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Secretary of State Trey Grayson has started his new job at Harvard. He talked about his decision and his possible return to electoral politics on WFPL.

He also wrote a goodbye letter to his former constituents.

And he talked to CN2 about his departure, too.

Former Congressmen Lee Hamilton and Ron Mazzoli discussed statesmanship on State of Affairs Tuesday. The conversation touched on the roles the media and the two-party system play in encouraging divisive politics and heated rhetoric.

Current Congressman John Yarmuth, outgoing Secretary of State Trey Grayson and U of L professor Jasmine Farrier discussed similar issues Monday, and had slightly different takes on a few of the points made on State of Affairs.

Outgoing Secretary of State Trey Grayson was interviewed on NPR this morning about his friendship with Arizona Representative Gabrielle Giffords.

The night before Democratic Rep. Gabrielle Giffords was shot, she sent an e-mail to an old friend: Kentucky’s Secretary of State Trey Grayson, a Republican. She told him she wanted to talk to him about ways to promote centrism and moderation.

Kentucky Secretary of State (and former Senate candidate) Trey Grayson is resigning to become director of the Harvard Institute for Politics. Governor Steve Beshear has appointed Bowling Green Mayor Elaine Walker to replace Grayson.

Here are the details.

Kentucky Public Radio’s Tony McVeigh attended Saturday’s Republican unity rally with Rand Paul, Trey Grayson and Mitch McConnell. You can read his report on WFPL.

Ed Kilgore at FiveThirtyEight has an analysis of the polls in the U.S. Senate race, and he says the Rand Paul phenomenon may not be all it’s cracked up to be, though Paul will likely win.

Anything other than a Rand Paul romp to victory tonight would be a major upset. Grayson has not led Paul in any public poll (other than one released by his own campaign) since last fall, and the most recent surveys, by PPP and the Republican firm Magellen Strategies, have both shown undecided voters breaking overwhelmingly for Paul. PPPhas Paul up 52/34, and Magellen shows him up 55/30. Paul’s only area of weakness, according to Magellen, is in the 5th congressional district, the “mountain Republican” area of eastern Kentucky where ideological conservatism, particularly as expressed in Paul’s hostility to federal programs benefitting Kentucky, has never been very strong. But Grayson’s likely margin in the 5th can’t offset landslide Paul wins in much of the rest of the state.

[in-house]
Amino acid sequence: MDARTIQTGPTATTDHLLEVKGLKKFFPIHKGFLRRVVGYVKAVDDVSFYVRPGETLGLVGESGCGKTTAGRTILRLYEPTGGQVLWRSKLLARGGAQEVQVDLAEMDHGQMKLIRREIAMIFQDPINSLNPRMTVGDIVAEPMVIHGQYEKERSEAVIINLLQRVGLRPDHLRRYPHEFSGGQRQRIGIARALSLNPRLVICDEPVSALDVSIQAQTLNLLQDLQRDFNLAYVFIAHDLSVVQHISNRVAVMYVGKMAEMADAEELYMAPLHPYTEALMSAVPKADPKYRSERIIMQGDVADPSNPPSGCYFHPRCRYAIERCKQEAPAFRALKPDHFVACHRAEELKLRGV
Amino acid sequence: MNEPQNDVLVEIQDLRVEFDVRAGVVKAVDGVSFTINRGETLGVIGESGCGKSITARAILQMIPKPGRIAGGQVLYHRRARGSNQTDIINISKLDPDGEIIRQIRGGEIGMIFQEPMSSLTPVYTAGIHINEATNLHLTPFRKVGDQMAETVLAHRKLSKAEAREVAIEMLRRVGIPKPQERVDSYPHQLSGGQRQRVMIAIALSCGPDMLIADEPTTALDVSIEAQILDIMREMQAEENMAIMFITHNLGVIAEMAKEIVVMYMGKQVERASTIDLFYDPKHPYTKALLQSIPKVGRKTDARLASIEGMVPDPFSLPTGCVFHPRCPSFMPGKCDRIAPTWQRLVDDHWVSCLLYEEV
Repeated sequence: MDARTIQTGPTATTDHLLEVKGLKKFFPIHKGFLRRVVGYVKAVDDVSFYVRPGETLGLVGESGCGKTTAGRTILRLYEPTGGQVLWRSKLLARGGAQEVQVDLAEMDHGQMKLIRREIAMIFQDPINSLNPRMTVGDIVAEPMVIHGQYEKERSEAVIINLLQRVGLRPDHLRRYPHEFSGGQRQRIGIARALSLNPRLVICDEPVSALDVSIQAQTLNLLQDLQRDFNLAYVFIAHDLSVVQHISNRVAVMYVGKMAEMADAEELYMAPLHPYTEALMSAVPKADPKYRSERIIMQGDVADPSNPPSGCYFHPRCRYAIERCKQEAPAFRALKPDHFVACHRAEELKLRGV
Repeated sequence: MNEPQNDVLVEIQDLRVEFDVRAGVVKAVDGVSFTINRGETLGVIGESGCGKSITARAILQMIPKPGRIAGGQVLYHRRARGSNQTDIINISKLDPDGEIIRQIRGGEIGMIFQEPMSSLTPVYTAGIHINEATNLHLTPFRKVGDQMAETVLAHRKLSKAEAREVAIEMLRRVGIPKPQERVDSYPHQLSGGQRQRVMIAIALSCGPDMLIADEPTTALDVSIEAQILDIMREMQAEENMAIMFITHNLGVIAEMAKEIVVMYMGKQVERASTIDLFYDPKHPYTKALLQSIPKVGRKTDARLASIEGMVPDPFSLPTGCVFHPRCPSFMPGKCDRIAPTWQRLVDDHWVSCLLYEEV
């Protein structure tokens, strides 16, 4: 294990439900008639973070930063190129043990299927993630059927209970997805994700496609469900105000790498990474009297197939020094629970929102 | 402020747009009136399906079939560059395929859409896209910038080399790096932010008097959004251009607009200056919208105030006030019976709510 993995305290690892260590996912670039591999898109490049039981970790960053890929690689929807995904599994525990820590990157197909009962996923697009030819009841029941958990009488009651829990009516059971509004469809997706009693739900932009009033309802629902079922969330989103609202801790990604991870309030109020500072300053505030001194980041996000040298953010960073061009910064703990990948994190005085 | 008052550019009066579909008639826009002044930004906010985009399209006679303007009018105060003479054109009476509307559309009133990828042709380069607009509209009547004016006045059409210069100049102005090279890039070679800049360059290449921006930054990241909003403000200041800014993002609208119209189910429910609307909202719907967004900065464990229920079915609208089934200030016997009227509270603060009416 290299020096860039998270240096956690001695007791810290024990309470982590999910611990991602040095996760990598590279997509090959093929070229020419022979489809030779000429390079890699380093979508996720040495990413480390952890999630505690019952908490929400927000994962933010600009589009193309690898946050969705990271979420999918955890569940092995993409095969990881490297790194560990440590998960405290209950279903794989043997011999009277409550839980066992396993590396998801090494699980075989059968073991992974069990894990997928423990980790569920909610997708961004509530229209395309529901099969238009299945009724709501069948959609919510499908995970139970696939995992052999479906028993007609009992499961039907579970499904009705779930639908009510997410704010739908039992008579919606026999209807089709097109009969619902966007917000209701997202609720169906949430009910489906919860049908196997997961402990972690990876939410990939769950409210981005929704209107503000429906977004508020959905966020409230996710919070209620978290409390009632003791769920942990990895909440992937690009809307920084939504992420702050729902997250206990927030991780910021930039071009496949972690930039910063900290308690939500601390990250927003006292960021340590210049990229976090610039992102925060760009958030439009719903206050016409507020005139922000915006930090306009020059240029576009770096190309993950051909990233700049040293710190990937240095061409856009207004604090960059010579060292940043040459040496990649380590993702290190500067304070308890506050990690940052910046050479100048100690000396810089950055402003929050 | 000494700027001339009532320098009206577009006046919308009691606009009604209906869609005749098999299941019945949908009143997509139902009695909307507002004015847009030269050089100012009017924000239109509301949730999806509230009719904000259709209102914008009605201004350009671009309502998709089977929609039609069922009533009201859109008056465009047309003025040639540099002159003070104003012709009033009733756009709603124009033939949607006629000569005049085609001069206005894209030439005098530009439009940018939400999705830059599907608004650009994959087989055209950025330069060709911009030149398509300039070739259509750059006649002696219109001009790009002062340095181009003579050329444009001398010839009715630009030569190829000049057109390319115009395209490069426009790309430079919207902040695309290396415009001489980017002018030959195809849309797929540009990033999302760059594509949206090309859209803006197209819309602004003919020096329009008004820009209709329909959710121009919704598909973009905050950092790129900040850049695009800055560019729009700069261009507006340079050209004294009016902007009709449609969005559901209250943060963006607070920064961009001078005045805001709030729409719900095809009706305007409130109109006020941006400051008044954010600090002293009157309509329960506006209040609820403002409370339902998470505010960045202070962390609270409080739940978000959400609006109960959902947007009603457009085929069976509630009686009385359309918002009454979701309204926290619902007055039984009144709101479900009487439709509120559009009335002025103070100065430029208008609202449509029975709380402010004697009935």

Media interpretations of the Republican Senate primary will be interesting. Given Paul’s parentage and quasi-libertarian views, the results will likely be taken as further evidence of an anti-incumbent, “insurgent” mood fed by unhappy independent voters. But a couple of cautionary notes on that meme: Kentucky has a closed primary system with a very early cutoff date for registration changes, so independents are quite literally not going to be a factor in Paul’s win or in the Democratic results, for that matter. Furthermore, there’s no incumbent in the race, and the actual incumbent, Jim Bunning, has endorsed Paul. And while Grayson’s impending loss is indeed humuliating for Mitch McConnell, it’s not at all clear the contest is some sort of referendum on his leadership. According to the latestPPP survey, Paul voters want McConnell to remain in his leadership post by a 58/22 margin.

In fact, PPP suggests that what’s feeding the Paul surge is a segment of self-conscious Republican voters who want their party to move ideologically to the right. According to PPP’s Tom Jensen:

32% of likely primary voters think the party is too liberal and Paul has a 71-21 advantage with them that accounts for almost his entire polling lead. With the other 68% of voters who don’t think the party is too liberal Paul is ahead only 45-41.Paul’s status as the candidate of “movement conservative” Republicans rather than tea-party independents or self-conscious libertarians, is buttressed by the endorsements he received from Sarah Palin, Jim DeMint and (in a reversal of an earlier Grayson endorsement) James Dobson.